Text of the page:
The design also calls for a large education space that ties in with the overall goal of the market, which is to highlight the Bay Area’s sustainable food movement and cuisine culture. “We’ll have about 60 vendors in the market, and this center will allow shoppers to interact with the food experts,” says Will Miller of Ellis Partners.
In addition, the design includes a surplus of dry and cold storage, which Ellis says has been undersized in most public markets. Most importantly, he says, the market preserves the look and feel of historic buildings with industrial touches – a look that has proven successful for public markets around the world.
Project for Public Spaces (PPS), a nonprofit organization that helps build and sustain public spaces, says that there has never been more interest in public markets than now, and that the tradition of public markets is re-established in communities across the country. There are more than 4,300 farmers’ markets in the U.S., and their numbers are growing, according to PPS.
Ellis and his development team are banking on this interest. They traveled and studied many of the biggest public markets in the United States while designing and planning Jack London Market. They found that the successful historic public markets in the world are located on the water, which confirmed their belief that a waterfront market would be an ideal way to use the 2,000 lineal feet of water in Jack London Square.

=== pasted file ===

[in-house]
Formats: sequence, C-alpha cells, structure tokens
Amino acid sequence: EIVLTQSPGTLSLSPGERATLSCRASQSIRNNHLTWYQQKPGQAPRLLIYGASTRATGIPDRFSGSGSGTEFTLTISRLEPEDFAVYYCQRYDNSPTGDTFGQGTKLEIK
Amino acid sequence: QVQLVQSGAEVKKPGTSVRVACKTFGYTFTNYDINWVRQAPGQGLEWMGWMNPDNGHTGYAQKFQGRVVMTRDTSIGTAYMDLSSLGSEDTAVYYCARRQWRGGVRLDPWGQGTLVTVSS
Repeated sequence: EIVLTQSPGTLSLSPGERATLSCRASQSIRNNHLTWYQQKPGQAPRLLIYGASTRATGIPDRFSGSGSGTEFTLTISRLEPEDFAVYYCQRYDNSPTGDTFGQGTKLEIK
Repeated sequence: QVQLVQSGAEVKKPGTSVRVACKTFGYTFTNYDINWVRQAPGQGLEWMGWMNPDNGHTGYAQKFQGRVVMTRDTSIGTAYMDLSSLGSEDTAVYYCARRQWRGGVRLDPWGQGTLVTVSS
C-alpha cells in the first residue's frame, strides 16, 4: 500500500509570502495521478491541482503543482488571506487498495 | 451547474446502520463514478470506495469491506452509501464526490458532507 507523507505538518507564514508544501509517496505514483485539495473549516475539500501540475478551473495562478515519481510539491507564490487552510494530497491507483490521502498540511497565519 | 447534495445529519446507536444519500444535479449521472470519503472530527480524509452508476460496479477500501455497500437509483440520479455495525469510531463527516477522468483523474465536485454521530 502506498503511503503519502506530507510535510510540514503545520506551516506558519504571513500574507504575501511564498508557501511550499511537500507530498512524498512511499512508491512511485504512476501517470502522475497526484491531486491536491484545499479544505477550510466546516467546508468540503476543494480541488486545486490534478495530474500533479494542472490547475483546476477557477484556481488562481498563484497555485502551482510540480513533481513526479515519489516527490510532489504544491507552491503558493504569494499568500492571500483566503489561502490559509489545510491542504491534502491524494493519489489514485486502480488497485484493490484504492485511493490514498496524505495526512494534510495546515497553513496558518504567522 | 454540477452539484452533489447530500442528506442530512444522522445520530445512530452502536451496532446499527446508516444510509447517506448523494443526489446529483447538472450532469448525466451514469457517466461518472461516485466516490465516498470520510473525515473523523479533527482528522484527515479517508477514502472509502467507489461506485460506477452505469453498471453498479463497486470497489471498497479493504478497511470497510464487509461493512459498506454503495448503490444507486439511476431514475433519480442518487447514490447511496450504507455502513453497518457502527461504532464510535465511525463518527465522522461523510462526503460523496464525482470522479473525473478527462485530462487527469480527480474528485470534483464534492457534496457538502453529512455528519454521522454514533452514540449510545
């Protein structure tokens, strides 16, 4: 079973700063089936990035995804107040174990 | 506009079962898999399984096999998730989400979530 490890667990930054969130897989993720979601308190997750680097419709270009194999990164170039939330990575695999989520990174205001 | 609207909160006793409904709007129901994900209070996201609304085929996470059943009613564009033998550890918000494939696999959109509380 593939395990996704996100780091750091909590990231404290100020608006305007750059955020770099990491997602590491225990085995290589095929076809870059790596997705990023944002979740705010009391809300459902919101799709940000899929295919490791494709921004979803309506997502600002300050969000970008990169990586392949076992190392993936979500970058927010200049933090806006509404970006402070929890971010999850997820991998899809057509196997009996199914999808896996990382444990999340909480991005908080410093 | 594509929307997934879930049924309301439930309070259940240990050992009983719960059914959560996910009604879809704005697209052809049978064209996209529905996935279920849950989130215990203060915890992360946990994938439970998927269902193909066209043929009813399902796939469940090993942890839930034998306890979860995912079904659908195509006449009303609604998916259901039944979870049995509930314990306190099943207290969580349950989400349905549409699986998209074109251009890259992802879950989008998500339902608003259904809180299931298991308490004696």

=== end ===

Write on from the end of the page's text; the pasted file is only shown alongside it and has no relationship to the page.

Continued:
While many locals have referrred to Jack London Market as Oakland’s own Ferry Building, Ellis points out that, while there are parallels, Jack London Market is a different type of market. “This is a unique development that caters to the everyday, local resident shopper,” he says. “There will be a tourism factor, but it’s more of a working public market where residents can purchase specialty foods, produce, meat and just about everything else they need.”
Jack London Market will also be the only public market on the West Coast that includes Class A office space. The building gives businesses an opportunity to be located within the Jack London District’s waterfront region. According to Ellis, all parts of the building are in some phase of lease negotiation. However, he was unable to release any prospective tenant’s names until the ink dries on the leases.
Bill Nork, senior vice president at Cornish and Carey, says that businesses are very interested in leasing the office portion of the Jack London Market for a number of reasons. “This is a whole new venue for Class A tenants,” he says. “In the past, they were limited to Lake Merritt and City Center. Now they have a beautiful building that is right on the water and is close to entertainment, restaurants and everything Jack London Square has to offer. There’s really nothing else like it in the Bay Area.”
Nork, Ellis and Miller are confident that the market will bring a desired component to Oakland’s waterfront, helping to create a vibrant and thriving new neighborhood by the bay. “Jack London Market will certainly increase the vibrancy and velocity of the neighborhood and of Oakland in general,” says Nork. “It will really help place Jack London Square on the map as a place where people want to live, work and visit.”
Source: The Registry, November 2008
Author: Michelle Savage